More than half of consumers don’t believe online privacy is possible – report
- Tuesday, September 24th, 2019
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In a recent survey conducted by FigLeaf, a privacy-first company, it was found that 68 per cent of consumers in the US and UK don’t believe online privacy is possible, while another 52 per cent of consumers don’t trust Facebook and Google’s recent remarks about making their platforms safer. Ironically, the survey also revealed these same doubtful consumers are still open to sharing information with brands they trust or are more familiar with.
When it came to privacy, respondents said they put the most trust in banks, followed by government entities. At the bottom of the list was social media sites including Facebook, and mobile operators. The survey then went on to point out key differences in privacy preferences, based on the consumers age and gender.
“The findings of this survey offer marketers and advertisers an opportunity to adjust to the changing privacy landscape and engage consumers in new and more authentic ways,” said Pankaj Srivastava, COO and CMO of FigLeaf. “Consumers have voiced the fact they are not unwilling to share personal data. They simply want greater insight into how that data is used, and they want more choice and control over when they share personal information and with whom. Brands that comply with these wishes, and demonstrate a willingness to respect and protect the individual’s personal information, will be rewarded with deeper engagement and lasting loyalty.”
In comparison, more than three-quarters of both genders revealed they have changed the way they behave online. 28 per cent of women and 29 per cent of men agreed they are confident they know every company and website that is accessing and storing their data. Only 37 per cent of men were concerned about sharing their location data, compared to 48 per cent of women.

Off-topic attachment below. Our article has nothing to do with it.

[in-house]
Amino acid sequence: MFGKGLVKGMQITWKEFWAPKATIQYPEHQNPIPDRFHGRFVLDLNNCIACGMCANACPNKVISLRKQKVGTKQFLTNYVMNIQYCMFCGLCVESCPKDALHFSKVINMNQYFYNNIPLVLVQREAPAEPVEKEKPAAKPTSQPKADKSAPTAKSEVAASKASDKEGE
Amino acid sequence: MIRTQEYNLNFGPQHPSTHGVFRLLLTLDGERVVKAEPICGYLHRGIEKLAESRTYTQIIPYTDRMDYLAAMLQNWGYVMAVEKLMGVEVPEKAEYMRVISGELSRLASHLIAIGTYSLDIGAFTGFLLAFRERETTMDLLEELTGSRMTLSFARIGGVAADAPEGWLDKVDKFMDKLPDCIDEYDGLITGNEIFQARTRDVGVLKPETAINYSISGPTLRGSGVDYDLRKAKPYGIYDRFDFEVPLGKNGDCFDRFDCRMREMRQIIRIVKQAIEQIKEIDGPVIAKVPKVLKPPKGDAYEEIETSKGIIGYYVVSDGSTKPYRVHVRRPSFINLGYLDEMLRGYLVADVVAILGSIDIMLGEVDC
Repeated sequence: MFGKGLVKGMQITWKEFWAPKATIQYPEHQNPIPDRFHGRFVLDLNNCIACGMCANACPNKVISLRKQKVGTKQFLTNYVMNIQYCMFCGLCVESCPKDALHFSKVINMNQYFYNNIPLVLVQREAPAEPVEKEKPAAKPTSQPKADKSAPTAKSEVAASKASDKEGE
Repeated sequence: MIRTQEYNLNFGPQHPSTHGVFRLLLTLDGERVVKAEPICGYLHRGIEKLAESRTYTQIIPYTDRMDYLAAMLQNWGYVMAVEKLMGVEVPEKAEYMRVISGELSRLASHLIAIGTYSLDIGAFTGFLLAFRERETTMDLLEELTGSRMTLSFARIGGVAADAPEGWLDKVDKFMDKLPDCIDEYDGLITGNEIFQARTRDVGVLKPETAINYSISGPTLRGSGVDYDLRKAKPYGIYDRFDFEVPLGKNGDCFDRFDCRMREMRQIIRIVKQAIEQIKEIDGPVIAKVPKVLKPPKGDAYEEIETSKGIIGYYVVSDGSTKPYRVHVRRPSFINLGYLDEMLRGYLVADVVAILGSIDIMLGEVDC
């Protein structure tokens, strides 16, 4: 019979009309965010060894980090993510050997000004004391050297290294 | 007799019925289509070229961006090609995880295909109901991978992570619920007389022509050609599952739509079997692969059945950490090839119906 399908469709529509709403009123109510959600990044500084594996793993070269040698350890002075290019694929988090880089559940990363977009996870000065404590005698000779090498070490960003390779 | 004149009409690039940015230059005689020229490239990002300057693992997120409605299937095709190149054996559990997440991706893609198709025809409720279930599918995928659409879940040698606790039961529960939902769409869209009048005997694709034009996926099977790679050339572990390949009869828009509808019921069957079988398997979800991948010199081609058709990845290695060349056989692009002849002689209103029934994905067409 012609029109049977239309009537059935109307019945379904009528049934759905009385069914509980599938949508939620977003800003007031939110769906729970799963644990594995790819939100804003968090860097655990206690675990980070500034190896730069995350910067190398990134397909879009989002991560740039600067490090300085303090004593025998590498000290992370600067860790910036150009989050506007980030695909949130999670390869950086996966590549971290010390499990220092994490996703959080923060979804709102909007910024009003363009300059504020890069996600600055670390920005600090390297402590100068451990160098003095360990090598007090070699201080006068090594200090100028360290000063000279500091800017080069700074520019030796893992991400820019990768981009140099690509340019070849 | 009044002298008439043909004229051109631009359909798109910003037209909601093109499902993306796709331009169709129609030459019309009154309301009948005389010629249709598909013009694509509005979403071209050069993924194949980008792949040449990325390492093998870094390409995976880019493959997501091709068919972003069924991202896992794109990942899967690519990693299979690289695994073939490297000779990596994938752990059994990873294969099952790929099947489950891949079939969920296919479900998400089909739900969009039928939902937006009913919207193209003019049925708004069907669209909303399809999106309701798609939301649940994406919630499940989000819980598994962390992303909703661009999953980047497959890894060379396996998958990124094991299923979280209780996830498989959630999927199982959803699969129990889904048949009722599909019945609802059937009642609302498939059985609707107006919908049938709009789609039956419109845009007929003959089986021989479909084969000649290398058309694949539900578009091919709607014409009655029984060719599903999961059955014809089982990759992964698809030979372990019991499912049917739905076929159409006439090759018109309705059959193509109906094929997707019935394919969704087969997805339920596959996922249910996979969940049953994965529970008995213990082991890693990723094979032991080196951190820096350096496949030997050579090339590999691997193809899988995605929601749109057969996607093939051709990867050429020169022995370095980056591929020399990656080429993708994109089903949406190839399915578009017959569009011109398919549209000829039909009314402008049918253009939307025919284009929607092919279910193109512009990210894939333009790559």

When answering who should be responsible for an individual’s privacy, 45 per cent of US consumers said it should be a combination of the individual, the companies who collect the data, and government regulators. Separately, 28 per cent of respondents over 30 years old said most of the responsibility lands on the companies. 58 per cent of those under 30 years old said the individual consumer should take privacy into their own hands.
Across all UK and US respondents, it was found that 62 per cent of consumers believe a privacy tool is the best measure against having their data collected and stored. Other methods of improving privacy included restricting online activity (32 per cent), deleting social media (16 per cent) or demanding stricter penalties for companies that violate privacy (38 per cent).